If you’re not already court-side a’la Jack Nicholson (see, I know the lingo), there’s a great opportunity to see what all the fuss is about.
The club has just launched their ‘Final Six Ticket’ which covers six of the remaining home games for the price of four.
Their next game is a classic Roses Derby (do love a war of the roses), on Sunday 16 February, against B.Braun Sheffield Sharks.
I’ll be there on Sunday 1 March to watch them thrash Plymouth, waving my huge foam finger (not a gross metaphor) in the air (I genuinely have one, I just need to do some creative Manchester ‘rebranding’).
I’ll let you know how I get on (and I might elaborate on Clinton).
To get your Final Six ticket, or indeed any other ticket to see the Manchester Giants in action, head to www.manchestergiants.com
He was. And clearly on my cultural radar, and thus important to me, at a very young age (thank you mum and dad).
5 years old and engaged in a word game with my parents. The rules being thus – say the initials of a famous person and the others have to guess who it is.
That’s it – a simple game. Certainly no Johnny Go Go Go Go (one for the League of Gentlemen fans).
However, the way I played it threw quite the spanner in the works when after hours (probably ten minutes actually) of my parents trying to guess my…
They were to finally give up. And I was to triumphantly reveal the correct answer…
Still what I lacked in phonics, I clearly made up for in taste and so it continues to be that Charlie Chaplin is one of my heroes.
And so onto the review.
As told by erm Told by an Idiot and Theatre Royal Plymouth , The Strange Tale of Charlie Chaplin and Stan Laurel is a curious (read brilliant) story of a time when two icons of early Hollywood came together as part of the infamous Fred Karno music hall troupe.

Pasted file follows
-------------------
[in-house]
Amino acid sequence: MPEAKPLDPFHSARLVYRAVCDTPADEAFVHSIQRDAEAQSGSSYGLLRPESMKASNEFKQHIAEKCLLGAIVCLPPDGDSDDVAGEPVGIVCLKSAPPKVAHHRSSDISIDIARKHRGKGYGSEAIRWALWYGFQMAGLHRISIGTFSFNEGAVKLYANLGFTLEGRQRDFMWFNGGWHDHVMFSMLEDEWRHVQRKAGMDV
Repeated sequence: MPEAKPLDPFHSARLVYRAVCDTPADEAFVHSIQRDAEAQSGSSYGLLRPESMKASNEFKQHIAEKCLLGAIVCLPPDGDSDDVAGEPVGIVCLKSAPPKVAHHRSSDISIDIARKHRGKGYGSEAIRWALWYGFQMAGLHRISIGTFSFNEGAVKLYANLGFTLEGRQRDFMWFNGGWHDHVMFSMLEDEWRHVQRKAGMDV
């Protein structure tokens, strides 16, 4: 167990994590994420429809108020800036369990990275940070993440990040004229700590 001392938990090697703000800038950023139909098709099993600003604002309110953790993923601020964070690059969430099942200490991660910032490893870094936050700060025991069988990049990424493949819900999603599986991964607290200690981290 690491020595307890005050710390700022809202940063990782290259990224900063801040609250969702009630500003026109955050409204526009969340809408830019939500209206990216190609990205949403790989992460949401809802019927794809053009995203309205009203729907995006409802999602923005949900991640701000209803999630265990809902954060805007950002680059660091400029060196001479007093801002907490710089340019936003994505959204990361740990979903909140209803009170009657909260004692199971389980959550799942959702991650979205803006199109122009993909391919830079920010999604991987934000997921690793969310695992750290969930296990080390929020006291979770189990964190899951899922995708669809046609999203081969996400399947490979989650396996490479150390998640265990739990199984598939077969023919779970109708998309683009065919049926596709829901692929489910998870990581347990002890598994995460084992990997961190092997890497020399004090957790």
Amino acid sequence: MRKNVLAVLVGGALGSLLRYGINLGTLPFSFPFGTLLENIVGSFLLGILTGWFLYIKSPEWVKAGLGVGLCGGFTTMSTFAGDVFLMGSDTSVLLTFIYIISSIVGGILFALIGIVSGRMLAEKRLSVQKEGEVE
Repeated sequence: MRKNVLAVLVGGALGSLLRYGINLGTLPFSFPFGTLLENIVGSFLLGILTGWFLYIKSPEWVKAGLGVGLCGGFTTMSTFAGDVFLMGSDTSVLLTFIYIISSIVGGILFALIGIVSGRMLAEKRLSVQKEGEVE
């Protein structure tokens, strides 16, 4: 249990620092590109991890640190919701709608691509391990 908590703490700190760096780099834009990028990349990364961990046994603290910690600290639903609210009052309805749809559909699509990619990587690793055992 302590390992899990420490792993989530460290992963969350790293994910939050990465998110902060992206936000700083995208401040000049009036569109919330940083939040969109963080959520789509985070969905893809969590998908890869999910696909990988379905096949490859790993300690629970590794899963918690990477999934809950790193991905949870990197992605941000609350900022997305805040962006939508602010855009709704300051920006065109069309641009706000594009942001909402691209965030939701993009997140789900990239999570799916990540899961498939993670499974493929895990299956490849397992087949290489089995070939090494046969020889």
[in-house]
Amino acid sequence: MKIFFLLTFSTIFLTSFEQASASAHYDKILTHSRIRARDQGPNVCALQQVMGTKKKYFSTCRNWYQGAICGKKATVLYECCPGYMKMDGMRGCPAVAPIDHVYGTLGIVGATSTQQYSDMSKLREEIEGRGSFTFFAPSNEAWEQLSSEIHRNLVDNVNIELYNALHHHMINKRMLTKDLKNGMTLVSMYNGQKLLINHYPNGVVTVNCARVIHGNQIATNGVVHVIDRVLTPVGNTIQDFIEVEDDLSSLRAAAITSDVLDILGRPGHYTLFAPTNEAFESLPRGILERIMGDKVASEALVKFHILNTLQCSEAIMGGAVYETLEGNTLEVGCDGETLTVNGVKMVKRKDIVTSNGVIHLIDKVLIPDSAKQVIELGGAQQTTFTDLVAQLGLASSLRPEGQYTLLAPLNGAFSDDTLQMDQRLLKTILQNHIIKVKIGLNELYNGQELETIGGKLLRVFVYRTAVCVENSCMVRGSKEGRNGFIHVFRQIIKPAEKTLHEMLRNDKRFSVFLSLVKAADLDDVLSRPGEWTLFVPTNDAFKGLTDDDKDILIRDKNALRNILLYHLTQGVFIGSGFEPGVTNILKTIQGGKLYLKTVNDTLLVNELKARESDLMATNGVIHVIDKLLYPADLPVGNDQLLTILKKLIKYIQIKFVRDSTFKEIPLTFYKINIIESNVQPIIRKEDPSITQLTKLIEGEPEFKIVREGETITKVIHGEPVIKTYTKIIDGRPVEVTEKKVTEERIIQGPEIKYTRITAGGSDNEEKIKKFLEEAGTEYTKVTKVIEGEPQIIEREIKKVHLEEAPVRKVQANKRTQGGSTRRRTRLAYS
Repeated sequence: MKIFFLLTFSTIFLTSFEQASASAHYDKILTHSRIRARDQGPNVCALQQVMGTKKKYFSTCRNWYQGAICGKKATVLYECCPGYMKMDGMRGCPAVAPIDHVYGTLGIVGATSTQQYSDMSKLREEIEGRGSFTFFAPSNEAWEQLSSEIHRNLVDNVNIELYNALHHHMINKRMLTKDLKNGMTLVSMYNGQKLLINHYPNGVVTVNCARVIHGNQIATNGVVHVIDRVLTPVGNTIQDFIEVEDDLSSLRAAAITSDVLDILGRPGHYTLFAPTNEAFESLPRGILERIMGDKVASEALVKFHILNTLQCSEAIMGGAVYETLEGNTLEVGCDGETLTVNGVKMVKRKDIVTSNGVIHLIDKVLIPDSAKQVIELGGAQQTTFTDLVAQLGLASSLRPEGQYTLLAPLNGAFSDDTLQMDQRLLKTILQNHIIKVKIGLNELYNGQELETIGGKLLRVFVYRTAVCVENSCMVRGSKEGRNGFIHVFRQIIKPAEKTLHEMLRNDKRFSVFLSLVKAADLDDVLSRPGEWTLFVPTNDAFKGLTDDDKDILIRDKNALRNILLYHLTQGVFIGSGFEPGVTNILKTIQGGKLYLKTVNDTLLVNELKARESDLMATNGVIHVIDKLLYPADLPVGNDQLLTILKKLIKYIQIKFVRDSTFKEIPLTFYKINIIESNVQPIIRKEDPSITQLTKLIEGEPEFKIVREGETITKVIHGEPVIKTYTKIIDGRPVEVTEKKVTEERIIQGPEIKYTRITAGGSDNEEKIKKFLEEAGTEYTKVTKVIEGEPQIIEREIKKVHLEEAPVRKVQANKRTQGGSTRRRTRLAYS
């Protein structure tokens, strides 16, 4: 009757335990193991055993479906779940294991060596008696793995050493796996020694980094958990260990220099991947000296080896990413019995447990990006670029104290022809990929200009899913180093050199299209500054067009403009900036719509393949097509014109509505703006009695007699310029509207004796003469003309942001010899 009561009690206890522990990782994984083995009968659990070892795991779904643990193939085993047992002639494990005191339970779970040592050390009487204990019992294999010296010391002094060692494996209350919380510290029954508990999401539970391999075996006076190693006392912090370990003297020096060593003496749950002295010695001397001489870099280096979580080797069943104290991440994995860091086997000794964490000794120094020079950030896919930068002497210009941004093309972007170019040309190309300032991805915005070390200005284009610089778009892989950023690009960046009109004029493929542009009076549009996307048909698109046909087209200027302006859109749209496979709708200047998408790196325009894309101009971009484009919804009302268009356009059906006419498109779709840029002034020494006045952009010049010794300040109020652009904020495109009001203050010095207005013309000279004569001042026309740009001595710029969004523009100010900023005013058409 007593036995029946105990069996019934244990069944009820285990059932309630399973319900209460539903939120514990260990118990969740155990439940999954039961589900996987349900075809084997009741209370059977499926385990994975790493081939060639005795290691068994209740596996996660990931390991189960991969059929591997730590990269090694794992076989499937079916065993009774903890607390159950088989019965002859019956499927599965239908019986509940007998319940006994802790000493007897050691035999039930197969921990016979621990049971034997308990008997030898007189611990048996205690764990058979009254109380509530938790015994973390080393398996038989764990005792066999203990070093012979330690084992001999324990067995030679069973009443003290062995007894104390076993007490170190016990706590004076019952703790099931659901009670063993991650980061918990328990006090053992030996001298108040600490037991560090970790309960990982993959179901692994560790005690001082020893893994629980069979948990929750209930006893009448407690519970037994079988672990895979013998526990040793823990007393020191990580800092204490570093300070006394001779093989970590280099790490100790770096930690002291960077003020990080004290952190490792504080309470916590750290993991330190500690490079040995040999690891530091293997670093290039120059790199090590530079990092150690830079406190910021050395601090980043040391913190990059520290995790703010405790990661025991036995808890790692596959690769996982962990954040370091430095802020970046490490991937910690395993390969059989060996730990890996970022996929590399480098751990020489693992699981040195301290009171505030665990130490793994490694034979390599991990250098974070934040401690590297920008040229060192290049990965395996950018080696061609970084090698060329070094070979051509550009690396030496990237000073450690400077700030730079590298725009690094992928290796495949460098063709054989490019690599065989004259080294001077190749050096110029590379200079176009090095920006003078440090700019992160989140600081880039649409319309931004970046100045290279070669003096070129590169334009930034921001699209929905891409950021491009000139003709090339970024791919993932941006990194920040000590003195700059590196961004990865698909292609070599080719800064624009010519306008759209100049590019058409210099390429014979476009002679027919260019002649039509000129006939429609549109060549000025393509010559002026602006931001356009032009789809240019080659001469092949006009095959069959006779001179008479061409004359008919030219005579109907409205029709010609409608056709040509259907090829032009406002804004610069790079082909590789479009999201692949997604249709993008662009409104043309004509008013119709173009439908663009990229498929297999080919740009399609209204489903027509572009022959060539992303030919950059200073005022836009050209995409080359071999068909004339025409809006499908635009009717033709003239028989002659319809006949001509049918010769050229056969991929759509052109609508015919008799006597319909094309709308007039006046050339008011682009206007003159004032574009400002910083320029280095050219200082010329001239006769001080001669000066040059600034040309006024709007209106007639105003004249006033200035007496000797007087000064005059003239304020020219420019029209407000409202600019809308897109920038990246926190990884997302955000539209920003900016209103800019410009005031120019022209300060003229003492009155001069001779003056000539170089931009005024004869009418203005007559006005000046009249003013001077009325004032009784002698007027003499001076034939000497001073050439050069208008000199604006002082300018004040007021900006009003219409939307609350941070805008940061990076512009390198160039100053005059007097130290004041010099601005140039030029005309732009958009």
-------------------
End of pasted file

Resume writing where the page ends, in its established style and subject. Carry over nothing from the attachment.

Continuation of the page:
Setting sail for New York in 1910, Charlie and Stan shared a cabin and were to spend two years together touring North America, with Stan as Charlie’s less successful understudy.
Whilst Charlie was to become one of the most famous people in the world within three years, Stan returned home. However, as we all know, fate decreed that he would meet Ollie, thus producing arguably, the greatest double act of all time.
There is a sad epitaph to the tale of Charlie and Stan. Whereas Stan talked about Charlie all his life, in return, Stan didn’t even warrant a footnote in Charlie’s detailed autobiography.
There is a nod to this fact in the production, in two clever opposing scenes set in 1957 when we see the two friends happily reunited (only for the scene to be repeated with the reality…)
In fact this is what the production so well. The Strange tale of Charlie Chaplin and Stan Laurel brings in the ‘strange’ with wonderfully colourful and imaginative scenes adding layers of fiction upon the fact, in order to bring the best of silent, slapstick imagery worthy of their films and the music hall tradition of their beginnings.
The four members of cast blind you with their talent, be it mime, song, musicianship, comedy and pathos.
Turning their hands to anything, the show keeps you spellbound as 1hr 40mins flies by as the tale is told by whatever means at their disposal (a simple set doubling up for a ship, stage, Hollywood mansion, London hotel, you name it.